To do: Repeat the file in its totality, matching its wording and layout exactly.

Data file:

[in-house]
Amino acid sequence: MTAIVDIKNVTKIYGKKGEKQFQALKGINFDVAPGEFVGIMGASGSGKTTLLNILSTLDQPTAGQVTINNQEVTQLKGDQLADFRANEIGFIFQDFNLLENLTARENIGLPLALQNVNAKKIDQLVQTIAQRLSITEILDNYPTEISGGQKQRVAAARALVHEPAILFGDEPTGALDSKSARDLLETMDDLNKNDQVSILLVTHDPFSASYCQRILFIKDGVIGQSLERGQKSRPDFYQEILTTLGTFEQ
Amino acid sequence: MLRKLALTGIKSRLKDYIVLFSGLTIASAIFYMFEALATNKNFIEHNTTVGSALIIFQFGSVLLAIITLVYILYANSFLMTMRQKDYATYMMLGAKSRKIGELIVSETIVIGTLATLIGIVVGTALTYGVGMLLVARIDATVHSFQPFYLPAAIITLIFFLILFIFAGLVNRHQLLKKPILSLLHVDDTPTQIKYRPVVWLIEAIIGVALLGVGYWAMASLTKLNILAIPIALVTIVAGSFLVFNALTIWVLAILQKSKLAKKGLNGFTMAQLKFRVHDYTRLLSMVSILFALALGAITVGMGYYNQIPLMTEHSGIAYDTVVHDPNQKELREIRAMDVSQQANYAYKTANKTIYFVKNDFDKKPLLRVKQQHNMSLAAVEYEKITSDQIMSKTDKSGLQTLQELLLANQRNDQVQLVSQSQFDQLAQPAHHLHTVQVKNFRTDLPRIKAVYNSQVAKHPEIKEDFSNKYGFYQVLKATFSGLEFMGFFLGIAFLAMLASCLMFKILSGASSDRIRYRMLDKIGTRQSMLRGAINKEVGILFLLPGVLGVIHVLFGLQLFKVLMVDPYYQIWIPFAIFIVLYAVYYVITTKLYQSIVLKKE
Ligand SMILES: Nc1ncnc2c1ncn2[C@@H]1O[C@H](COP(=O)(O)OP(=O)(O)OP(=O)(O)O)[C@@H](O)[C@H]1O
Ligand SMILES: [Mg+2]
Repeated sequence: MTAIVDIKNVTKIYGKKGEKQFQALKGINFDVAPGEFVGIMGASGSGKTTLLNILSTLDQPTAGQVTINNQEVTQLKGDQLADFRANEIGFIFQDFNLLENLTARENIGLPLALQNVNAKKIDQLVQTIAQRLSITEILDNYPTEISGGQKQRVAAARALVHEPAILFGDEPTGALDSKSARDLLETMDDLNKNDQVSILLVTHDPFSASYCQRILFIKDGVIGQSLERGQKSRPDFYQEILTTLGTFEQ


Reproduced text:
[in-house]
Amino acid sequence: MTAIVDIKNVTKIYGKKGEKQFQALKGINFDVAPGEFVGIMGASGSGKTTLLNILSTLDQPTAGQVTINNQEVTQLKGDQLADFRANEIGFIFQDFNLLENLTARENIGLPLALQNVNAKKIDQLVQTIAQRLSITEILDNYPTEISGGQKQRVAAARALVHEPAILFGDEPTGALDSKSARDLLETMDDLNKNDQVSILLVTHDPFSASYCQRILFIKDGVIGQSLERGQKSRPDFYQEILTTLGTFEQ
Amino acid sequence: MLRKLALTGIKSRLKDYIVLFSGLTIASAIFYMFEALATNKNFIEHNTTVGSALIIFQFGSVLLAIITLVYILYANSFLMTMRQKDYATYMMLGAKSRKIGELIVSETIVIGTLATLIGIVVGTALTYGVGMLLVARIDATVHSFQPFYLPAAIITLIFFLILFIFAGLVNRHQLLKKPILSLLHVDDTPTQIKYRPVVWLIEAIIGVALLGVGYWAMASLTKLNILAIPIALVTIVAGSFLVFNALTIWVLAILQKSKLAKKGLNGFTMAQLKFRVHDYTRLLSMVSILFALALGAITVGMGYYNQIPLMTEHSGIAYDTVVHDPNQKELREIRAMDVSQQANYAYKTANKTIYFVKNDFDKKPLLRVKQQHNMSLAAVEYEKITSDQIMSKTDKSGLQTLQELLLANQRNDQVQLVSQSQFDQLAQPAHHLHTVQVKNFRTDLPRIKAVYNSQVAKHPEIKEDFSNKYGFYQVLKATFSGLEFMGFFLGIAFLAMLASCLMFKILSGASSDRIRYRMLDKIGTRQSMLRGAINKEVGILFLLPGVLGVIHVLFGLQLFKVLMVDPYYQIWIPFAIFIVLYAVYYVITTKLYQSIVLKKE
Ligand SMILES: Nc1ncnc2c1ncn2[C@@H]1O[C@H](COP(=O)(O)OP(=O)(O)OP(=O)(O)O)[C@@H](O)[C@H]1O
Ligand SMILES: [Mg+2]
Repeated sequence: MTAIVDIKNVTKIYGKKGEKQFQALKGINFDVAPGEFVGIMGASGSGKTTLLNILSTLDQPTAGQVTINNQEVTQLKGDQLADFRANEIGFIFQDFNLLENLTARENIGLPLALQNVNAKKIDQLVQTIAQRLSITEILDNYPTEISGGQKQRVAAARALVHEPAILFGDEPTGALDSKSARDLLETMDDLNKNDQVSILLVTHDPFSASYCQRILFIKDGVIGQSLERGQKSRPDFYQEILTTLGTFEQ